Friday, 8 January 2010

Google "SuperPhone" good but still can't make tea!

The two big tech events of the week are

1) CES (the consumer electronics show in Las Vegas), which is basically one enormous santa's grotto for tech and gadget lovers, full of shiny toys and promises of things to come (more later on that).

2) the launch of the first Google phone, the Nexus One.

There was hefty expectation of what the phone would do, but in reality Google's first move into vertical integration (making and selling handsets direct to the consumers) didn't really deliver anything hugely surprising.  Well at least not to me, most of the leading smart phones, irrespective of the operating system they are based on do the same thing: provide pocket-sized computing services on the go.  And none of them can turn the kettle on yet before I get up /  home. I am sure that is just a matter of time

What does it do better than my HTC Hero?  Well it has a 5 megapixel camera with a flash  so that's an improvement but otherwise.... not much really that I can't do already.  For me the big thing Google / Android need to fix to seriously compete with Apple is to allow you to save apps to external memory (micro SD) +/or significantly increase onboard memory. I can add seemingly limitless numbers of apps to my iTouch/iPhone without affecting performance, but download too many on the Android based phones and they start running out of processor capability pretty fast.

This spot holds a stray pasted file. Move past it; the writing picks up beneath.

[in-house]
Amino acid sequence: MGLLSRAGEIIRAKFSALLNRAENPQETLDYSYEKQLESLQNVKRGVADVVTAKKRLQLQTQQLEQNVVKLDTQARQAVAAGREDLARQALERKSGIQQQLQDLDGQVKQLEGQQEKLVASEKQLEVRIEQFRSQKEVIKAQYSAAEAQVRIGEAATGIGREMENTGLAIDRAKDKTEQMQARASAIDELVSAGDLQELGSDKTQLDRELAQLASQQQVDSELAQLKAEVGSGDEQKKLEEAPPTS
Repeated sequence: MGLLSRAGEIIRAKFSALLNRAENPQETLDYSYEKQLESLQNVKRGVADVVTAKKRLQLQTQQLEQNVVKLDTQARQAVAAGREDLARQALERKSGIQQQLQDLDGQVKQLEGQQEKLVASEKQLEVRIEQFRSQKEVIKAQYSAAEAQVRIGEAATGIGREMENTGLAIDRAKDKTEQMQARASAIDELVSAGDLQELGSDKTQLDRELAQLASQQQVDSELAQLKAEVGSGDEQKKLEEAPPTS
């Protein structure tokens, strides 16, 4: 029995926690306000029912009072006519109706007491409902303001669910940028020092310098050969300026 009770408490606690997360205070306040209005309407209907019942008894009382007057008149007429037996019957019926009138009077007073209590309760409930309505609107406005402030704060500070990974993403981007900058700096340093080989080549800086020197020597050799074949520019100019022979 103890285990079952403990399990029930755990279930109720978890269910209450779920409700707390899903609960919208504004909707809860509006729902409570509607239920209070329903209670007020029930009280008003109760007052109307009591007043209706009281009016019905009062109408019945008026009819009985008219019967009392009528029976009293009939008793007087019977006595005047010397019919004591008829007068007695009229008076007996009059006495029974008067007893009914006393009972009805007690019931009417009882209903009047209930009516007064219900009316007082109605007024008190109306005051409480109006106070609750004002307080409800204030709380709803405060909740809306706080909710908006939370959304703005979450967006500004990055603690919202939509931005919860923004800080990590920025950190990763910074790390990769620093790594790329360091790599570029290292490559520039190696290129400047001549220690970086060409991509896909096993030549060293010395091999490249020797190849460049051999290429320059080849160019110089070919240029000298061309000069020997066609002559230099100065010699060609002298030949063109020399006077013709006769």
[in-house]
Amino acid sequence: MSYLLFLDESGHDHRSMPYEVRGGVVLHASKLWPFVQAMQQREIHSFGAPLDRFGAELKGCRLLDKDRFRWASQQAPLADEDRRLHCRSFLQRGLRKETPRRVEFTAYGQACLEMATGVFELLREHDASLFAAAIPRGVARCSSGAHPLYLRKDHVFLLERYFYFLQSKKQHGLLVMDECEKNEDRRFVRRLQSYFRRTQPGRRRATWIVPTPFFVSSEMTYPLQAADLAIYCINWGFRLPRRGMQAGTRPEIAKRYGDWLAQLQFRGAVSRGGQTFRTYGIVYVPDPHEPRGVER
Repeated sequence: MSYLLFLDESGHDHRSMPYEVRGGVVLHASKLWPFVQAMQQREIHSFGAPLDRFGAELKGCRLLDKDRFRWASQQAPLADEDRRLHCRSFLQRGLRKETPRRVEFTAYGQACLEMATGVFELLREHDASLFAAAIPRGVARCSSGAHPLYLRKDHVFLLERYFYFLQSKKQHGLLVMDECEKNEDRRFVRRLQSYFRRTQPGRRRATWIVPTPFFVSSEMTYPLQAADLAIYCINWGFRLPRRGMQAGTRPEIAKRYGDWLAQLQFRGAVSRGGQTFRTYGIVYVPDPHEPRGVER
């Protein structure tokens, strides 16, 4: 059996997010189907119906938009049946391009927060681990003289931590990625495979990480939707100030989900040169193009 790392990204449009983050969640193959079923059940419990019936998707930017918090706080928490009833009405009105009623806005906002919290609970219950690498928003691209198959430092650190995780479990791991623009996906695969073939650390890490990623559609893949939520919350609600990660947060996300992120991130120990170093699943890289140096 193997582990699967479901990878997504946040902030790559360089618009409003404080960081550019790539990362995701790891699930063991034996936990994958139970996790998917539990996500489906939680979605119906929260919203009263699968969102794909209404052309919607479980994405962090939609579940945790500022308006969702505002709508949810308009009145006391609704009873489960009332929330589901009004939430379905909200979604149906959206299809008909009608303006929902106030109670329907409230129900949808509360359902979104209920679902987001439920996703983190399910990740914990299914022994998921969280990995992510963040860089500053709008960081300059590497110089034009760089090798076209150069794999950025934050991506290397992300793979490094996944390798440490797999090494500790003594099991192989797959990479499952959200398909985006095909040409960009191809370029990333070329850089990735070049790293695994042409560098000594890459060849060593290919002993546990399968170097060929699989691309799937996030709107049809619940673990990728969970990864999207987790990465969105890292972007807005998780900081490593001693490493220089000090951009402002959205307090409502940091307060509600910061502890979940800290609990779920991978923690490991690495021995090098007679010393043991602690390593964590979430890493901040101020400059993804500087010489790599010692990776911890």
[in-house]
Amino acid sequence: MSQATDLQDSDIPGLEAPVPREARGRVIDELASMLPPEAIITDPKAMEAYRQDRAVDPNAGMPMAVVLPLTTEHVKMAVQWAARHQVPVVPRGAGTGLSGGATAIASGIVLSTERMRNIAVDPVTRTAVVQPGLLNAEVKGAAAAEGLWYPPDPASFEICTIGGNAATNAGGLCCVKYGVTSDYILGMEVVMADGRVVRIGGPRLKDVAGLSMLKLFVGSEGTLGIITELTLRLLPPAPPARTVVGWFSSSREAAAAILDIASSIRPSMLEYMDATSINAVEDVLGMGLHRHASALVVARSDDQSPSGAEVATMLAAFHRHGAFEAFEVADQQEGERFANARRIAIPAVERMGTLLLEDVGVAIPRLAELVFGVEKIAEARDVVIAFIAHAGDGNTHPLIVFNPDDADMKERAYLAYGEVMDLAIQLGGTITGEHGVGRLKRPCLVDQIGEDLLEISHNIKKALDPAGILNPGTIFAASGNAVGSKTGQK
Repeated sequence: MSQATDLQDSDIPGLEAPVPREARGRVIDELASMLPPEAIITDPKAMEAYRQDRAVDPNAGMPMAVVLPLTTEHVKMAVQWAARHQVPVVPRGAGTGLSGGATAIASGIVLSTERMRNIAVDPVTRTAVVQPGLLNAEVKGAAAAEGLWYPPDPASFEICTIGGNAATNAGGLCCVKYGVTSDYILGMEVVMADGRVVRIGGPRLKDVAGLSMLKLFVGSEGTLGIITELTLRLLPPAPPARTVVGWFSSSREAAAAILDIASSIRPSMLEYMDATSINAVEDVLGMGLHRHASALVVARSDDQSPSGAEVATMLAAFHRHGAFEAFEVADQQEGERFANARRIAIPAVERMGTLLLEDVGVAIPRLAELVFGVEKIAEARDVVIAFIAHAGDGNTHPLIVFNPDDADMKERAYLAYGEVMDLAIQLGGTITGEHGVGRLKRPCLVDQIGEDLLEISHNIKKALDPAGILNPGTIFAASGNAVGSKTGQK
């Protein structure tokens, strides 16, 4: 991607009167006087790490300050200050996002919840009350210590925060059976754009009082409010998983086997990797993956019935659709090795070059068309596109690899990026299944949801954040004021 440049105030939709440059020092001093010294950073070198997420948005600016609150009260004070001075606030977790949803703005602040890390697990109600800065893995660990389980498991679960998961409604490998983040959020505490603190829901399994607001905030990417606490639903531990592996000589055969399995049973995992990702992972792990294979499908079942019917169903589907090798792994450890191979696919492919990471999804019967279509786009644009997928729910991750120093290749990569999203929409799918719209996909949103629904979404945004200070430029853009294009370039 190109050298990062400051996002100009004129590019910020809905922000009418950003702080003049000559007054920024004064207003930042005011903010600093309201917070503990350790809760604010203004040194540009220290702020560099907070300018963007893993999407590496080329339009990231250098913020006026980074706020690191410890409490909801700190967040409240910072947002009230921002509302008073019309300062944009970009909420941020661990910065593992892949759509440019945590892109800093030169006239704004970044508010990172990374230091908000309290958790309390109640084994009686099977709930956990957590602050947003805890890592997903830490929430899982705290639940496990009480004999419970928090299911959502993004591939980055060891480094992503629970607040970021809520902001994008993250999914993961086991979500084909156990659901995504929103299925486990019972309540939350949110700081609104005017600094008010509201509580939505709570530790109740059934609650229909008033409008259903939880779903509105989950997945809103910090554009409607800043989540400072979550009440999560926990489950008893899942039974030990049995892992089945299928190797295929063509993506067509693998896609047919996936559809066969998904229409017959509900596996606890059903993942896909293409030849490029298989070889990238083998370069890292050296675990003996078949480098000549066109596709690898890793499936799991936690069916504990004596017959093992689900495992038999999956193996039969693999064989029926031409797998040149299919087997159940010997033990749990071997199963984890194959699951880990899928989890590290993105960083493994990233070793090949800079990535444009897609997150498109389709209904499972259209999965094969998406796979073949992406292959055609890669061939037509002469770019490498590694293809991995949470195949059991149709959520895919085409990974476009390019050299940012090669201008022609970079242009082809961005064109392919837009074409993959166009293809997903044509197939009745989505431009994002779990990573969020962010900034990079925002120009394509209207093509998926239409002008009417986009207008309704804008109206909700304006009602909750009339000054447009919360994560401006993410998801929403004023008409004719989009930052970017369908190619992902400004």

The real "big deal" about this launch is the fact that you have to buy it straight from Google direct:

By cutting out the handset manufacturer that gives them a huge degree of influence / control over what they include as features.

Not to mention how much greater share of insight / data they get on usage behaviour in addition to all the other things the reveals they know about your online behaviour already.  I think it's also interesting from a directional point over the entire Android developer community. Developers for Apple iPhone apps are all working to the same handset, whereas by making the Android operating system open source there are already strands developing that fragment towards Motorola Droid / HTC phones and so the presence of a Google phone on the Google owned operating system potentially leads direction amongst the pack. Throw in the increasingly direct and tangible relationship with the consumer via an object that is on hand 24/7, 365 days a year and it makes for interesting times ahead in the battles between [inherently, should be invisible] technology provider and consumer  to brand relationships across multiple touchpoints.

All that notwithstanding I think this is going to be a really year for mobile and the Android platform in particular. We shall see.

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